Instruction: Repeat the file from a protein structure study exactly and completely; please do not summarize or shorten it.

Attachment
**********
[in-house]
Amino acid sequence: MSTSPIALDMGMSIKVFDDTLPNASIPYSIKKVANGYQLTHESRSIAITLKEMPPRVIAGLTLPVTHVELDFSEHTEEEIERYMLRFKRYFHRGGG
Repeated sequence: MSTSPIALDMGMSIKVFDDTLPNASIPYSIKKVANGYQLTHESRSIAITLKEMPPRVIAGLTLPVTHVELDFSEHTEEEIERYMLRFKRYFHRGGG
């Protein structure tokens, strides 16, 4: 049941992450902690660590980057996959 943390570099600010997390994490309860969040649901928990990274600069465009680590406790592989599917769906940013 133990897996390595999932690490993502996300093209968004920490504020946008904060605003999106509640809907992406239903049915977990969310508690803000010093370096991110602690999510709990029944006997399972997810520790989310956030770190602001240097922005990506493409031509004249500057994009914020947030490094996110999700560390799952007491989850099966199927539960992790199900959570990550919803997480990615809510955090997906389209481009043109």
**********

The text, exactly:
[in-house]
Amino acid sequence: MSTSPIALDMGMSIKVFDDTLPNASIPYSIKKVANGYQLTHESRSIAITLKEMPPRVIAGLTLPVTHVELDFSEHTEEEIERYMLRFKRYFHRGGG
Repeated sequence: MSTSPIALDMGMSIKVFDDTLPNASIPYSIKKVANGYQLTHESRSIAITLKEMPPRVIAGLTLPVTHVELDFSEHTEEEIERYMLRFKRYFHRGGG
């Protein structure tokens, strides 16, 4: 049941992450902690660590980057996959 943390570099600010997390994490309860969040649901928990990274600069465009680590406790592989599917769906940013 133990897996390595999932690490993502996300093209968004920490504020946008904060605003999106509640809907992406239903049915977990969310508690803000010093370096991110602690999510709990029944006997399972997810520790989310956030770190602001240097922005990506493409031509004249500057994009914020947030490094996110999700560390799952007491989850099966199927539960992790199900959570990550919803997480990615809510955090997906389209481009043109």